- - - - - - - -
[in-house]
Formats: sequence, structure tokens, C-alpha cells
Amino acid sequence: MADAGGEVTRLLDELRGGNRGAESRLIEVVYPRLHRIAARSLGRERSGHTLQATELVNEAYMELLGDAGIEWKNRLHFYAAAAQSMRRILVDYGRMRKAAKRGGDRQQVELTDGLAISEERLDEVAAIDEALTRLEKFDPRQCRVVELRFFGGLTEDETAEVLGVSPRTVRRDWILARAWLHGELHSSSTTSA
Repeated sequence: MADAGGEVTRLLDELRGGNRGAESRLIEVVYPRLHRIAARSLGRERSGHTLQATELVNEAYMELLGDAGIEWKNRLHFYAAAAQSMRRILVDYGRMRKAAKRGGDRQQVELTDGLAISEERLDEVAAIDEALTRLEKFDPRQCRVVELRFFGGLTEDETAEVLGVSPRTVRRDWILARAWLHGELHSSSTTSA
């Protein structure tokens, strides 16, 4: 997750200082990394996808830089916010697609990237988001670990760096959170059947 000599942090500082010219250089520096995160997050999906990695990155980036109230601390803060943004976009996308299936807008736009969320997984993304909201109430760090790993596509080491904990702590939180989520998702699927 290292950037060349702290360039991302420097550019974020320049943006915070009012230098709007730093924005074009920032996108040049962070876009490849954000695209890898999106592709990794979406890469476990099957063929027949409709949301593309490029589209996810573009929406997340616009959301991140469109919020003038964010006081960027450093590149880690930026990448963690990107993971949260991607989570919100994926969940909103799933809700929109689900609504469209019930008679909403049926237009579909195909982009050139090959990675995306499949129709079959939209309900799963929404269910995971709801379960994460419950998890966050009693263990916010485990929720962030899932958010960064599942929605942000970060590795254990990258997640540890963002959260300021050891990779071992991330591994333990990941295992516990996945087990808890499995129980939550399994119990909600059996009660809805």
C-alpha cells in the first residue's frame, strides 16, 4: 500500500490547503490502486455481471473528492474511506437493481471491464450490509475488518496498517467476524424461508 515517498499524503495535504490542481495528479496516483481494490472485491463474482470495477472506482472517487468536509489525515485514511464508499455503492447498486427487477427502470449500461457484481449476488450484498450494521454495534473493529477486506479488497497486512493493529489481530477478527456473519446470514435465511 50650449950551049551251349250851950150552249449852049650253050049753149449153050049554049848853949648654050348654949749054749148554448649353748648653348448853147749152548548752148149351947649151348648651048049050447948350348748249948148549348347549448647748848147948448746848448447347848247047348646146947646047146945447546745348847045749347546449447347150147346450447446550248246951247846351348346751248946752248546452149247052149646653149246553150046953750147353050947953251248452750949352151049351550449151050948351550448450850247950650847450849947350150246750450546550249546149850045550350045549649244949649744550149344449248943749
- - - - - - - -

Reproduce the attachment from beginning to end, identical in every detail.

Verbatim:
[in-house]
Formats: sequence, structure tokens, C-alpha cells
Amino acid sequence: MADAGGEVTRLLDELRGGNRGAESRLIEVVYPRLHRIAARSLGRERSGHTLQATELVNEAYMELLGDAGIEWKNRLHFYAAAAQSMRRILVDYGRMRKAAKRGGDRQQVELTDGLAISEERLDEVAAIDEALTRLEKFDPRQCRVVELRFFGGLTEDETAEVLGVSPRTVRRDWILARAWLHGELHSSSTTSA
Repeated sequence: MADAGGEVTRLLDELRGGNRGAESRLIEVVYPRLHRIAARSLGRERSGHTLQATELVNEAYMELLGDAGIEWKNRLHFYAAAAQSMRRILVDYGRMRKAAKRGGDRQQVELTDGLAISEERLDEVAAIDEALTRLEKFDPRQCRVVELRFFGGLTEDETAEVLGVSPRTVRRDWILARAWLHGELHSSSTTSA
């Protein structure tokens, strides 16, 4: 997750200082990394996808830089916010697609990237988001670990760096959170059947 000599942090500082010219250089520096995160997050999906990695990155980036109230601390803060943004976009996308299936807008736009969320997984993304909201109430760090790993596509080491904990702590939180989520998702699927 290292950037060349702290360039991302420097550019974020320049943006915070009012230098709007730093924005074009920032996108040049962070876009490849954000695209890898999106592709990794979406890469476990099957063929027949409709949301593309490029589209996810573009929406997340616009959301991140469109919020003038964010006081960027450093590149880690930026990448963690990107993971949260991607989570919100994926969940909103799933809700929109689900609504469209019930008679909403049926237009579909195909982009050139090959990675995306499949129709079959939209309900799963929404269910995971709801379960994460419950998890966050009693263990916010485990929720962030899932958010960064599942929605942000970060590795254990990258997640540890963002959260300021050891990779071992991330591994333990990941295992516990996945087990808890499995129980939550399994119990909600059996009660809805």
C-alpha cells in the first residue's frame, strides 16, 4: 500500500490547503490502486455481471473528492474511506437493481471491464450490509475488518496498517467476524424461508 515517498499524503495535504490542481495528479496516483481494490472485491463474482470495477472506482472517487468536509489525515485514511464508499455503492447498486427487477427502470449500461457484481449476488450484498450494521454495534473493529477486506479488497497486512493493529489481530477478527456473519446470514435465511 50650449950551049551251349250851950150552249449852049650253050049753149449153050049554049848853949648654050348654949749054749148554448649353748648653348448853147749152548548752148149351947649151348648651048049050447948350348748249948148549348347549448647748848147948448746848448447347848247047348646146947646047146945447546745348847045749347546449447347150147346450447446550248246951247846351348346751248946752248546452149247052149646653149246553150046953750147353050947953251248452750949352151049351550449151050948351550448450850247950650847450849947350150246750450546550249546149850045550350045549649244949649744550149344449248943749